Luckily, one doctor I visited said she could take it out. I was so happy I could’ve cried, sitting there in that itchy office chair being told someone was willing to get rid of this thing. 

After a short surgical procedure in which she numbed my arm then made a small cut at the top of the implant and pushed it out, I went home to heal.

But that wasn’t the end. As my hormones struggled to regulate without the implant, I actually felt worse. I was depressed and unable to motivate myself. Just getting out of bed was almost physically painful. It took about a month for this to improve. 

Throughout that month, though the wound closed up, my arm still hurt, and my self esteem plummeted as I became entirely out of touch with my body and mind — I felt like I had betrayed myself and was constantly bothered by guilt.

Things are better now. Though it took a little while for me to restore my body image and self-confidence, I can safely say I feel like myself again. The only reminders I have left of Nexplanon are the two small scars it left behind. 

I didn’t want to write this piece to scare other people away from Nexplanon. I know there are people out there who love their implant and who have had great experiences with it. I don’t think that my experience in any way invalidates their stories. Because birth control is a highly personal and individual thing, there’s no way to truly know beforehand how your body is going to react. 

One night, while looking for a documentary to watch, I came upon Netflix’s The Bleeding Edge, which is about implanted medical devices. At the end of the documentary, they suggest going to the website openpaymentsdata.cms.gov and looking up your doctor to see if they are being paid by any companies that own or manufacture medical devices.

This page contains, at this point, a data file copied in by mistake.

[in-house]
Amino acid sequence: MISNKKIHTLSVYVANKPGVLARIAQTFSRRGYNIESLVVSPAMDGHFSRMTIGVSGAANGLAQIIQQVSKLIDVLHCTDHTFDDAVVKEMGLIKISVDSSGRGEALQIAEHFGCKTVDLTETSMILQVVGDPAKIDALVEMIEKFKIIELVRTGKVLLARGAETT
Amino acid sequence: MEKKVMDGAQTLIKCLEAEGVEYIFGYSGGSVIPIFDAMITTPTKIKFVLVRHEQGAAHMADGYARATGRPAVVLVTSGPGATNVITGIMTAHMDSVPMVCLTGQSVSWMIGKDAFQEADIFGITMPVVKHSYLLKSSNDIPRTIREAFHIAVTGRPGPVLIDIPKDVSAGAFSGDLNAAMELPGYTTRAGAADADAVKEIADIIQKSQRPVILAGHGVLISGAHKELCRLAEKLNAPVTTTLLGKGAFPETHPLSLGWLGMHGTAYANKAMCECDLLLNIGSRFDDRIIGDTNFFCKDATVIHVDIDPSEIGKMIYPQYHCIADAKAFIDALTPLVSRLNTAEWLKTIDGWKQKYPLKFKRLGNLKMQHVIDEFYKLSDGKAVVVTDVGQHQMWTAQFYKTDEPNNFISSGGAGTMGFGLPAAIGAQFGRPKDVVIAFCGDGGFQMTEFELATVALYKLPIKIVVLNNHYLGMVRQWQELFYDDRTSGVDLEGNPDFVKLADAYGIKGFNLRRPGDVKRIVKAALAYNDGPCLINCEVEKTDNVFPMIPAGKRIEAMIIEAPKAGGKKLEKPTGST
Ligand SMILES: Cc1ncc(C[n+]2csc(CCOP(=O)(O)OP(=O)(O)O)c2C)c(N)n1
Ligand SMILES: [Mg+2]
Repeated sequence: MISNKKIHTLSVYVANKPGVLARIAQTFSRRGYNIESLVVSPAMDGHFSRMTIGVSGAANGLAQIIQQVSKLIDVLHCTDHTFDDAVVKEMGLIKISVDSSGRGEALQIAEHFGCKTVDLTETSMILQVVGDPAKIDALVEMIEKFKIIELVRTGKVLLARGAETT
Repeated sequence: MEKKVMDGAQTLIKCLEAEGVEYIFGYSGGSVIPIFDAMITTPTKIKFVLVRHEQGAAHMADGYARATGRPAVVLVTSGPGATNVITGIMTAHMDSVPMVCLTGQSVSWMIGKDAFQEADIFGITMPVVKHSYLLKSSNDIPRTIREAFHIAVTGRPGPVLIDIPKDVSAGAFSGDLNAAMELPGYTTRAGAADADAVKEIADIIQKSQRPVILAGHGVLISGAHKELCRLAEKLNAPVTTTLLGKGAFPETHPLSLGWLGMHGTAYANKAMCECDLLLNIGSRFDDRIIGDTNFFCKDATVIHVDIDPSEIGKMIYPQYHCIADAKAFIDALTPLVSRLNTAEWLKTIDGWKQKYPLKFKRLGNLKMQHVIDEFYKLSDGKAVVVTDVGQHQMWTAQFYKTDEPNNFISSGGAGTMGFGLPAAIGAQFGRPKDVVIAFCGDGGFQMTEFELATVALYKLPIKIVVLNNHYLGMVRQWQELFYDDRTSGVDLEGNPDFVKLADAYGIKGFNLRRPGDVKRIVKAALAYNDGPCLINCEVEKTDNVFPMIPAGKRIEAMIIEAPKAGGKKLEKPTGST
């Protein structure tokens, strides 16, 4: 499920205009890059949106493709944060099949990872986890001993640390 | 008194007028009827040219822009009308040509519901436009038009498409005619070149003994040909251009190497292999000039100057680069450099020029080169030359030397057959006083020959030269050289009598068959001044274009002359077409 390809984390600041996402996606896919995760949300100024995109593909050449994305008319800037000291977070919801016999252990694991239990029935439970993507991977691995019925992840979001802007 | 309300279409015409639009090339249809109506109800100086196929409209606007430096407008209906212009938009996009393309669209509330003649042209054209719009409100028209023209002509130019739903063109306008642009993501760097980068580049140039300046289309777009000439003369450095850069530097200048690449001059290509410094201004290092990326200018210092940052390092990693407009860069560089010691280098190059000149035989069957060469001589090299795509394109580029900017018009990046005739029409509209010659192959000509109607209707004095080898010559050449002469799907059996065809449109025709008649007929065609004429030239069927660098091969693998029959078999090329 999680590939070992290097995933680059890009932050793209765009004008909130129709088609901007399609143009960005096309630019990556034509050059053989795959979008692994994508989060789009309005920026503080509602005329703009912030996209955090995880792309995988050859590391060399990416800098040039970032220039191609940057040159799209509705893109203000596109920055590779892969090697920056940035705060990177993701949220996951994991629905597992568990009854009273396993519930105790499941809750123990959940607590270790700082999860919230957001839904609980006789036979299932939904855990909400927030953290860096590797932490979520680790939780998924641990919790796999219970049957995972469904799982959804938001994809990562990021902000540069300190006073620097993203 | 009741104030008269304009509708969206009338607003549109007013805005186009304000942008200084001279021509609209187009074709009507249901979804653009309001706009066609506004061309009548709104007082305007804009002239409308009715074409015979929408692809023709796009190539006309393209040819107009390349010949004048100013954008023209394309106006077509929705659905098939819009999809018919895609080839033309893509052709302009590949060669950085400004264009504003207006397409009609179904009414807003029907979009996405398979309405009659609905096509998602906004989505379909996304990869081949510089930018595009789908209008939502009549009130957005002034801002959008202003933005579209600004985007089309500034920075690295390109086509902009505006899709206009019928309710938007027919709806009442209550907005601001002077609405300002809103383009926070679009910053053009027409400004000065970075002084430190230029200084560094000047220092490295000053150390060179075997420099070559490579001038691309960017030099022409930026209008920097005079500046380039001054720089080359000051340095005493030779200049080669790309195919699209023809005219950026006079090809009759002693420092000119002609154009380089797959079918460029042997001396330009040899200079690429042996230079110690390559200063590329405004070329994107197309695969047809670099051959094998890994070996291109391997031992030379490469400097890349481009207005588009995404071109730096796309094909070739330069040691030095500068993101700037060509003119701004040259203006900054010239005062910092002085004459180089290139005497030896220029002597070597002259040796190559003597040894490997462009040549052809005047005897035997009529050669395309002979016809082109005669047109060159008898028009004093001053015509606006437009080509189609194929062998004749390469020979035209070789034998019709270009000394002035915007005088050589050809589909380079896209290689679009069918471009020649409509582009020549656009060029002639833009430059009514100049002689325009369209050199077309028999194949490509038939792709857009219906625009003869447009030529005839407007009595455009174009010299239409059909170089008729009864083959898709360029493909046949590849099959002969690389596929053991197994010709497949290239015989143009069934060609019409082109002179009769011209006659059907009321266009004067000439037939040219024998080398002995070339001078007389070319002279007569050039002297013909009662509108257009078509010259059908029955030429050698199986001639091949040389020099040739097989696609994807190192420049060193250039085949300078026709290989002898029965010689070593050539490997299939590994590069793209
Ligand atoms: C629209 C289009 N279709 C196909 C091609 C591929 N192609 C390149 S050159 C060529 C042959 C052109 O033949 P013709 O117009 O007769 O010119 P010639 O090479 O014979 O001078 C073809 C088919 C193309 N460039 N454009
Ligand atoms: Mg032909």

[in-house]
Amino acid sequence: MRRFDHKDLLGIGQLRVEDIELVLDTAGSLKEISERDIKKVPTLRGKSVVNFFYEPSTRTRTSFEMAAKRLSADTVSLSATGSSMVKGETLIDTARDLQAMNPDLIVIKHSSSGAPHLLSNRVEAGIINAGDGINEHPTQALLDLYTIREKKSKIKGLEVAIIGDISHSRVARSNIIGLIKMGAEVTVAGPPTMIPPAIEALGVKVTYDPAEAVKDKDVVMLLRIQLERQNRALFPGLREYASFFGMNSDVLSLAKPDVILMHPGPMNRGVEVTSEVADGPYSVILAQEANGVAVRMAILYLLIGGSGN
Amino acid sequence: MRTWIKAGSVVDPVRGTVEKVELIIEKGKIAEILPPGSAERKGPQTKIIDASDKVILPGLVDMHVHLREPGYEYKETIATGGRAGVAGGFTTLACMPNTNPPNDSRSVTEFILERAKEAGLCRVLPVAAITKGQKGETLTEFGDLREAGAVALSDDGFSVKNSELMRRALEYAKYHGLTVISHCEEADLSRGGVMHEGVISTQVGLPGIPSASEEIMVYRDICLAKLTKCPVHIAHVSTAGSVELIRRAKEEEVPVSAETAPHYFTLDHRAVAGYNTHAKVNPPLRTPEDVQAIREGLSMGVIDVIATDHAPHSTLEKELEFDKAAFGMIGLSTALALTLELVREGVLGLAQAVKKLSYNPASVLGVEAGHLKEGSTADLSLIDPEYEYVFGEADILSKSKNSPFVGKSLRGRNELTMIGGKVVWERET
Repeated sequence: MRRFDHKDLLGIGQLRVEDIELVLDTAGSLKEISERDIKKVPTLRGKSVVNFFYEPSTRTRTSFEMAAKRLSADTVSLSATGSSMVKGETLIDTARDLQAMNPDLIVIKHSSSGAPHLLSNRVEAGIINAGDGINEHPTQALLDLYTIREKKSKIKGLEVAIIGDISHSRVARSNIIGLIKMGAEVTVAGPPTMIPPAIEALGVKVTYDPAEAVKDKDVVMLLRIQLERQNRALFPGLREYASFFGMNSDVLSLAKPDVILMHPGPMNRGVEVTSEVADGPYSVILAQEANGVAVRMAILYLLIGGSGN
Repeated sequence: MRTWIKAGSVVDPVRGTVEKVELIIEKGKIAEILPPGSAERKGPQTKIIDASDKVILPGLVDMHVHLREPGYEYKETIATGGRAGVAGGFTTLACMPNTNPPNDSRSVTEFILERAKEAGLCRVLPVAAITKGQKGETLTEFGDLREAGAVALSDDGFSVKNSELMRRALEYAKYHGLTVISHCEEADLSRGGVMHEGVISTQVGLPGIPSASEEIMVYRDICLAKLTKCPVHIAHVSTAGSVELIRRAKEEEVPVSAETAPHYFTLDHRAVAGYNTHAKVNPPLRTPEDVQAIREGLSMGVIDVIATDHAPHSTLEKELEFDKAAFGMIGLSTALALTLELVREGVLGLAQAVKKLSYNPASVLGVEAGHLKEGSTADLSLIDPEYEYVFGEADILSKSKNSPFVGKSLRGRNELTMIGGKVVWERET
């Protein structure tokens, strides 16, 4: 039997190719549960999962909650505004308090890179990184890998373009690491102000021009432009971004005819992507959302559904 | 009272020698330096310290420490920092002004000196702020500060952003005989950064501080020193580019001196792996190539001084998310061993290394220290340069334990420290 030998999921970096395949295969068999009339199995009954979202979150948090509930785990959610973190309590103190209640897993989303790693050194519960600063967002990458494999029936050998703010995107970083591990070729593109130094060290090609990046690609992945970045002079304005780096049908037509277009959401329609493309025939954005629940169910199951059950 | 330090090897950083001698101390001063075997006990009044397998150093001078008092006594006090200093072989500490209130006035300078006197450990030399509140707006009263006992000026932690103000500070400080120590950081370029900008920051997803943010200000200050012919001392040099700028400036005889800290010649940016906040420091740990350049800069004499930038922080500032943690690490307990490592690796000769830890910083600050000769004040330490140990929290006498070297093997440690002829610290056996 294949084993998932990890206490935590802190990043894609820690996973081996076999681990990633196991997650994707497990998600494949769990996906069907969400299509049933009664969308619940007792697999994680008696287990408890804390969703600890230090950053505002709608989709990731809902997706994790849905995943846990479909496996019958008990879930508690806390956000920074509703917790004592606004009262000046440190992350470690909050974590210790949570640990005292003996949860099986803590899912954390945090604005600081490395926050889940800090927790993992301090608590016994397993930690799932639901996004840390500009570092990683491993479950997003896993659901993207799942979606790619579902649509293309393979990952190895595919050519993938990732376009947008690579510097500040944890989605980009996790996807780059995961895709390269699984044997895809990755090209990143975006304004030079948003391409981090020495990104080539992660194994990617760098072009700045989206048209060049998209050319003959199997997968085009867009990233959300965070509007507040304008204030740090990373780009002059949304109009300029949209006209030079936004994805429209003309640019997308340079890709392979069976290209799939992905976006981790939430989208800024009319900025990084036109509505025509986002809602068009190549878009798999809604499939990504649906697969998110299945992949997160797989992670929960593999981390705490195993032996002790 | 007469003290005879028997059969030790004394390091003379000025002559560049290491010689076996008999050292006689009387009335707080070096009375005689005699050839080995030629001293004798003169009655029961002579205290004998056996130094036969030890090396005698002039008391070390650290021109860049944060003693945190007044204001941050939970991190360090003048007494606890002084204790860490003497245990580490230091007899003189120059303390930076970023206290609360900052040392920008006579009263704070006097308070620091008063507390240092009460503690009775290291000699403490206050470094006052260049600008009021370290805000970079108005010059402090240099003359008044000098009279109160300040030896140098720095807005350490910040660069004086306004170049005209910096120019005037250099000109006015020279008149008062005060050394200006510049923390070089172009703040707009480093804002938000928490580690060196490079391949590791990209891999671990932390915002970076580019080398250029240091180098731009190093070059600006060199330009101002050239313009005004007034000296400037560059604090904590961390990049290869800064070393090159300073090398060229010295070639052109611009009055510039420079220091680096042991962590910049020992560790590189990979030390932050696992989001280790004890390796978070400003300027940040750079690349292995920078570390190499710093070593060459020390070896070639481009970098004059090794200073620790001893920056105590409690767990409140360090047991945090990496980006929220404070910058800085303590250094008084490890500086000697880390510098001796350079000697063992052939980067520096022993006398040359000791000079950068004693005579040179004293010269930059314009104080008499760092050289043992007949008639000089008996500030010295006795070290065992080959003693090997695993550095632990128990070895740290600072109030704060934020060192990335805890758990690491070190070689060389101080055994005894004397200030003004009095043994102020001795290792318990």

I searched my Baltimore OBGYN and found that she had been paid almost $70,000 by the company that owns Nexplanon.

Upon discovering this, I was furious that my health was put at risk for a payday, and I had been misled about the risks and consequences of a choice about my body by someone I was supposed to be able to trust. But even more than all that, I was furious for the people who had it much, much worse than I, whether with Nexplanon or another birth control device.

I think a lot of people don’t want to speak up about their experiences because it can come across as anti-sex-positive or anti-birth control. But here’s the truth: You cannot take control of your life and your body if you’re not being told the true risks associated with your options. Nexplanon and other products like it are marketed as empowering, but there are few other times in my life when I have felt so powerless.

So I hope this piece helps anyone with a vagina who may consider trying one of these devices. We need to be thorough, and we need to pay more attention to those cautionary tales online that are billed as uncommon bad reactions. We need to look into who is paying our doctors. 

There are so many options for birth control, so we have to make sure we’re choosing the option that is best for each of us as individuals, not what’s best for a doctor or company. We have to take care of ourselves and our bodies, because, unfortunately, oftentimes no one else will. 

If you’re considering consulting your OBGYN about birth control, I hope you’ll check out your doctor on the payment website and weigh all of your options carefully so you can avoid going through something like I did.